LG G6 review: Hands-on with LG’s bold, big-screen shot at perfection
Seeing this thread on here
and the story on Google
MY question when I read the story in my newspaper......what happened to the Airport Sniffer dogs; I see them in action when I watch various Airport and Security programs; surely this is one very good reason why we HAVE sniffer dogs? So where were they when this individual went through the Airport?
And, whilsh researching for this I cam across
quote..Does anyone have experience of sniffer dogs or knowledge of how to beat them? How much can they actually smell or detect? Are there ways to prevent them from being effective? Under what circumstances are they ineffective (I've heard rain can be a problem for them)? What can they smell and what can't they? Can they only be trained to detect individual substances or can they detect a range of things? Is there a difference between illegal drugs / narcotics and contraband or explosives? What about hiding what ever you're trying to hide internally either in your privates or swallowed?
Any and all advice, stories and opinions would be welcomed...unquote...
what does that individual hope to achieve??
And again, where WERE the sniffer dogs?
are generally used to scan luggage that is going into the aircraft's hold, and in some airports you see them running over luggage that is on the carousels in the arrivals side of the terminals.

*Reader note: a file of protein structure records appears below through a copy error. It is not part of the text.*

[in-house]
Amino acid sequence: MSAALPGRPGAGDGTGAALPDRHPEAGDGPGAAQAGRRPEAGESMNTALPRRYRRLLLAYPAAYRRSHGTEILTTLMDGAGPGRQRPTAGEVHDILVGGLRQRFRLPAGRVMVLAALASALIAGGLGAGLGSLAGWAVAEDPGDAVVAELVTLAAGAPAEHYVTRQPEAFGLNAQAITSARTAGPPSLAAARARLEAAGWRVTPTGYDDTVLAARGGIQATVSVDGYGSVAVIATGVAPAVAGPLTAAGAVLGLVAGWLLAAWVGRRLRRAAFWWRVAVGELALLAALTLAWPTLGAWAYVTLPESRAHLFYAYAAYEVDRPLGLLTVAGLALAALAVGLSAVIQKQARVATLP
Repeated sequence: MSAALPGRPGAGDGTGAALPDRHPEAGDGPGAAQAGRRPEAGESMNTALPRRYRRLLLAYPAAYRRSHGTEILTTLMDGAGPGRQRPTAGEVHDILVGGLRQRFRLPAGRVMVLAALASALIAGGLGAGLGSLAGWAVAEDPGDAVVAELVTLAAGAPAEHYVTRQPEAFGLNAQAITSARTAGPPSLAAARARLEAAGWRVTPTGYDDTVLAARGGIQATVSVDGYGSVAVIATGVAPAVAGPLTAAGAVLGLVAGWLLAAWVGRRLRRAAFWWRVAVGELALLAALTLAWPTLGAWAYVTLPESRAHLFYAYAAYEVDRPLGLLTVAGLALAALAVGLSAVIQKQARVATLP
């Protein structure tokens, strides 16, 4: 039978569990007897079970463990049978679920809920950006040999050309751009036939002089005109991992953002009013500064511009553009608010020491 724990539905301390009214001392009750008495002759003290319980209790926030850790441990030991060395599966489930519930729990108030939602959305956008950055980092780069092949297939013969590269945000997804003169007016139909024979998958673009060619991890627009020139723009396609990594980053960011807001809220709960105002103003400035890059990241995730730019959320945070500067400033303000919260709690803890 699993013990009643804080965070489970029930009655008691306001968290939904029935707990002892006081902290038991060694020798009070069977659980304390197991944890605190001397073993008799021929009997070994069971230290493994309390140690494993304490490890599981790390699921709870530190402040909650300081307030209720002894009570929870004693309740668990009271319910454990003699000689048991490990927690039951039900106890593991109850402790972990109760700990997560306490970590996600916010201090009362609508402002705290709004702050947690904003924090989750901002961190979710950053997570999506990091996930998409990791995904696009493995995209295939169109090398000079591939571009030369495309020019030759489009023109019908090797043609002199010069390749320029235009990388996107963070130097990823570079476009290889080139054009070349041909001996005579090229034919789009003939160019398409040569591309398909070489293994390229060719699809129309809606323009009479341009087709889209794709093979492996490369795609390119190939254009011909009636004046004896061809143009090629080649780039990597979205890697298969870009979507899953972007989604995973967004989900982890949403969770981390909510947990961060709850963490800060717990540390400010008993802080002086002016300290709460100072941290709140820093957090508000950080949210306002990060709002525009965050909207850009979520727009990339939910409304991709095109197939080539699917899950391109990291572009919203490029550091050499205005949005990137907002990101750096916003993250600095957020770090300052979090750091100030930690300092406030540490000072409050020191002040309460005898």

Occasionally they're used to wander around in the air-side areas, and they'll stop and sit down by the side of anyone who they detect is carrying drugs.They just sit or stand there and stare at the location of the substance.
The dogs are very friendly, and seem to like being stroked and patted by passengers. A lot of people don't realise that most of the dogs are operated by Revenue and Customs, not by the police, or airport security. The security services do have dogs that are trained to detect explosive substances.
I've often seen dogs emerging from aircraft that are on the tarmac - searches for explosives are conducted before passengers are boarded.
there has to be a limit to the number of trained dogs deployed at any one airport. and their handlers can't be required to work 16 hour days.
Yes, but in fact you don't need a lot of dogs. One animal can scan a huge number of bags and/or people very quickly.
These dogs can detect minute traces of the substances they've been trained for over considerable distances, and home in on the source with uncanny accuracy.
One of my brothers used to work with the Heathrow police, and he tells of a drug dog which was being driven off duty. The van had to stop alongside an aircraft parked on the tarmac, and the dog became agitated. Its handler recognised the signs and let out. It ran straight up to the aircraft and jumped into the open baggage hold. One of the cases contained a small package of heroine, and the dog had detected it from inside the van. It was a hot day, and the van windows were open - it was enough for the dog.
After the 9/11 incident a number of 'explosive' trained dogs where imported from the USA, and given to the various enforcement agencies here in the UK. A number of those dogs are now about 8+ years old, and some are being put into retirement.
Perhaps that is one answer to your question.
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